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Is Maximalism Always the Best Negotiating Approach?

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I think this comment from David Mizner — whose excellent novel you should check out — gets to the heart of the issue:

This argument — could President Obama have gotten progressive bills through? — is ultimately unknowable because he didn’t try. That’s the problem.

On his 3 big bills — the stimulus, health care, and financial reform — he failed to push what the country wanted and needed.

On the stimulus, he shot for a relatively small figure, partly because of a concern about deficits.

On health care, he dealt away the public option — the single thing that might have challenged the corporate stranglehold on health care.

On Wall Street reform, he killed the effort to break up the banks and opposed the tough measure on derivatives.

On the first one, I think it’s very plausible that Obama left some stimulus money on the table with a low opening bid. I think this was a more difficult problem than some do — there was almost certainly a point at which primary-fearing Republicans would have bailed on the whole thing — but I think he probably got less than he should. But it also seems pretty obvious to me that whether Obama had a successful first term or not doesn’t hinge on whether the stimulus was $770 million or $870 million. So let’s move on to the real key, the ACA.

Here, the most obvious problem with the argument is that conservative Democrats who were both ideologically hostile and had good interest-based reasons to oppose a public option held all of the cards. Nobody has explained what leverage Obama had to make the Nelsons and Liebermans support a public option, or explained how Obama forcefully advocating a public option somehow would have moved them to support it.  Arguments that the optimal strategy would be been for Obama to forcefully advocate single payer make even less sense; empty threats don’t provide leverage, and associating health care reform with socialized medicine is about as bad a strategy for attracting support from red-state Democrats as can be imagined. Maximalism has real risks — especially when there are no votes to spare — and because there’s no reason to believe that the votes were there for the public option under any circumstances the approach is basically all downside.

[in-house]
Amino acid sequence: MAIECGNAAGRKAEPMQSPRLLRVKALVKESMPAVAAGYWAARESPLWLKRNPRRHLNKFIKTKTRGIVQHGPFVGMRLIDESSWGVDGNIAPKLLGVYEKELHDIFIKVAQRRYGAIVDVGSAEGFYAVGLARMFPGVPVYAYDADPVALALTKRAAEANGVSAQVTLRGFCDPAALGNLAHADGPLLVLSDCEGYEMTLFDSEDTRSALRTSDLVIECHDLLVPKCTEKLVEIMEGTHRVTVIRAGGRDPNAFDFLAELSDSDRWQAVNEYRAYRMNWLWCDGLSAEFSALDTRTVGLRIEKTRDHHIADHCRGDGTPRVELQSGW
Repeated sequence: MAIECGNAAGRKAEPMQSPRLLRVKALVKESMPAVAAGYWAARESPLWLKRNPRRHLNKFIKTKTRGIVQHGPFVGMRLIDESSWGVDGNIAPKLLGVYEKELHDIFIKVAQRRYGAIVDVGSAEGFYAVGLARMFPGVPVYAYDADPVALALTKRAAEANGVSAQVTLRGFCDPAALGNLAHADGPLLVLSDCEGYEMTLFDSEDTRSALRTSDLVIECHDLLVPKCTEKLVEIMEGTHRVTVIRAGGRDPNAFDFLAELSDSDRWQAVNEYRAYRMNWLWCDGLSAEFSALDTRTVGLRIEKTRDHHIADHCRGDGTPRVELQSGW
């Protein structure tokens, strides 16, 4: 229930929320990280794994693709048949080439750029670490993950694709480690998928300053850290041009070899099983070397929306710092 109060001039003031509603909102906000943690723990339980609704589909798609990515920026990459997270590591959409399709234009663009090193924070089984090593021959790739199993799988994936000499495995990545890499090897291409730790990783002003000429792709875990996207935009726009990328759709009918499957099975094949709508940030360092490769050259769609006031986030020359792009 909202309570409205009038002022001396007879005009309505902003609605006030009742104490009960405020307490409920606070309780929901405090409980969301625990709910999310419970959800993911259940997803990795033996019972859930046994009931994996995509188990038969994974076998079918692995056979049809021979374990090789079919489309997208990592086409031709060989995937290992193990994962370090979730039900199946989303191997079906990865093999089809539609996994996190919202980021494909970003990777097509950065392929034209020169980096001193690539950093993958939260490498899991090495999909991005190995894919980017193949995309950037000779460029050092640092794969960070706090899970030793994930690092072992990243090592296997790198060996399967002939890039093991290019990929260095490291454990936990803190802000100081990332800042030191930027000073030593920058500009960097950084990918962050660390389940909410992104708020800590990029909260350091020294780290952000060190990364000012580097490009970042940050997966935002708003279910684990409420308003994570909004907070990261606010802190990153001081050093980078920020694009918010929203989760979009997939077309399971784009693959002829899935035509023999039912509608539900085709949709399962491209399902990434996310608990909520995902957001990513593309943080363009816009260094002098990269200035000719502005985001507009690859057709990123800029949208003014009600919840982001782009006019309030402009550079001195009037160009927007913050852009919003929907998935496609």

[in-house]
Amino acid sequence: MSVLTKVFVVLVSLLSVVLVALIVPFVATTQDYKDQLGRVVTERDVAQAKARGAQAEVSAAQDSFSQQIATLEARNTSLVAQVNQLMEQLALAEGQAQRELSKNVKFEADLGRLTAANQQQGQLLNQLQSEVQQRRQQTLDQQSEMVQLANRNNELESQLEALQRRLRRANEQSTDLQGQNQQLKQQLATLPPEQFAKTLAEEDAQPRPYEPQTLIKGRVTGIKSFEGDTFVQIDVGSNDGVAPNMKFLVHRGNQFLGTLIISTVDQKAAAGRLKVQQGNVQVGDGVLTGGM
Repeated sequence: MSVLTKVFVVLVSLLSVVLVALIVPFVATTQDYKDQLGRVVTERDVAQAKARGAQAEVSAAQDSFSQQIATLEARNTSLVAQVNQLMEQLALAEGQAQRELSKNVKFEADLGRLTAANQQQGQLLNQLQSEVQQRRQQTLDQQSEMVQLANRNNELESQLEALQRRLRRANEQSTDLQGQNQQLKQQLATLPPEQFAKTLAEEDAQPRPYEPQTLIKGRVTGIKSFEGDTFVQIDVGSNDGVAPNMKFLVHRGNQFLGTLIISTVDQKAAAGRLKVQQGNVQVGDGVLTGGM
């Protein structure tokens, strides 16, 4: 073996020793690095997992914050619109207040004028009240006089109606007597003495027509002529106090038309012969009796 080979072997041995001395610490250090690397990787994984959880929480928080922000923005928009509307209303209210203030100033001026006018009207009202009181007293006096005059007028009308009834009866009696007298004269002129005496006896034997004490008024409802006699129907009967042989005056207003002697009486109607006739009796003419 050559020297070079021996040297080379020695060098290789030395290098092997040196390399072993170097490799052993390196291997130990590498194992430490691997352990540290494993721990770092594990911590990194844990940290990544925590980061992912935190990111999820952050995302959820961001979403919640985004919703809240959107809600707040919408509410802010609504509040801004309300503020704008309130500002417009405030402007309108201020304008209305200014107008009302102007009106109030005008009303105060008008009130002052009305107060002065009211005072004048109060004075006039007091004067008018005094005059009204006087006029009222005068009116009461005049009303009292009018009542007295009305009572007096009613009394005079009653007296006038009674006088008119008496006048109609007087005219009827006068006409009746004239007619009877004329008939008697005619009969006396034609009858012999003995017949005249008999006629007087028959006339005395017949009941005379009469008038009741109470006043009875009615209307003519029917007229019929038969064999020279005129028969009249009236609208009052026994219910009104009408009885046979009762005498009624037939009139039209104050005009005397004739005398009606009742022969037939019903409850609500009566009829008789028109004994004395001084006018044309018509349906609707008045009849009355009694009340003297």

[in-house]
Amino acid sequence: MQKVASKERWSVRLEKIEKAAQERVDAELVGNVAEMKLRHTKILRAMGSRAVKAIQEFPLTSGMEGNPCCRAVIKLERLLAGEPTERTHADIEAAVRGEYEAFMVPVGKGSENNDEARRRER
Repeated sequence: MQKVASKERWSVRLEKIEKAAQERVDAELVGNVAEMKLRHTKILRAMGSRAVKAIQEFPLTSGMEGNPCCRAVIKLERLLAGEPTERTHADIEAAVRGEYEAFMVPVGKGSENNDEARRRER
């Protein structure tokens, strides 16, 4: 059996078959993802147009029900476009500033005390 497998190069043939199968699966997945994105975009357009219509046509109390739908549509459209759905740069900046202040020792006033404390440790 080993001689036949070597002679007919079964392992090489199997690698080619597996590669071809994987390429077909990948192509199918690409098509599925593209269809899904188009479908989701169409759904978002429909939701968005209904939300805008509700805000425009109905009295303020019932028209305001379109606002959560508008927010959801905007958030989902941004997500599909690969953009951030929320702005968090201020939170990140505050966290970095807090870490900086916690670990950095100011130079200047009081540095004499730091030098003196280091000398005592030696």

And it’s also worth noting that it’s not as if we don’t have examples of a president trying exactly this negotiating strategy. At the time in his presidency where he had a political environment most similar to Obama’s first two years — immediately after his re-election — Bush engaged in precisely the same kind of tactics that we are assured would work brilliantly if only Obama used them.  He took a maxmimalist position on Social Security, took to the bully pulpit for a year of messaging, and got…nothing. And as we know all too well, he didn’t fail because there aren’t any Democrats who are sympathetic to changing Social Security for the worse. Rather, by making it clear that his desired goal was destroying Social Security, he made compromise politically impossible, allowing the Democratic leadership in the House to keep the Blue Dogs in line. (And as for the Overtron Window, that was already moved in the 90s anyway — Obama is still to Clinton’s left — but that didn’t help Bush.) The end result of Bush forcefully pushing for maximalist conservative legislation is that he had the most favorable Republican legislative environment since the McKinley administration and ended up with almost nothing to show for it. If that’s success, I have to say I prefer Obama’s legislative failures.

On a more general level, if the ACA isn’t “progressive” legislation, than none of the New Deal counts either. The American welfare state has always advanced through incremental measures that buy off existing stakeholders. Note too that it’s not as if FDR fought loudly and publicly for a safety net that wasn’t grotesquely biased against African Americans and only gave in at the last minute; he knew perfectly well that segregationist Dems were no more likely to vote for racially egalitarian legislation than Ben Nelson or Blanche Lincoln were to take on the insurance industry, but they could certainly torpedo crucial legislation if the New Deal was strongly identified with civil rights. (And nor, for that matter, was FDR particularly progressive on civil rights anyway, but since he was almost certainly more liberal than the median votes in the Senate it doesn’t really matter much.) There are plenty of things Obama can be fairly criticized for, but to criticize him for succeeding where Truman and LBJ failed doesn’t make any sense to me. The chances of getting nothing were far higher than getting a significantly better bill.  For that matter, we can consider Bill Clinton, who also pushed forcefully for a very particular version of health care reform and got bupkis.    This is one area where second-guessing Obama is hard to justify.

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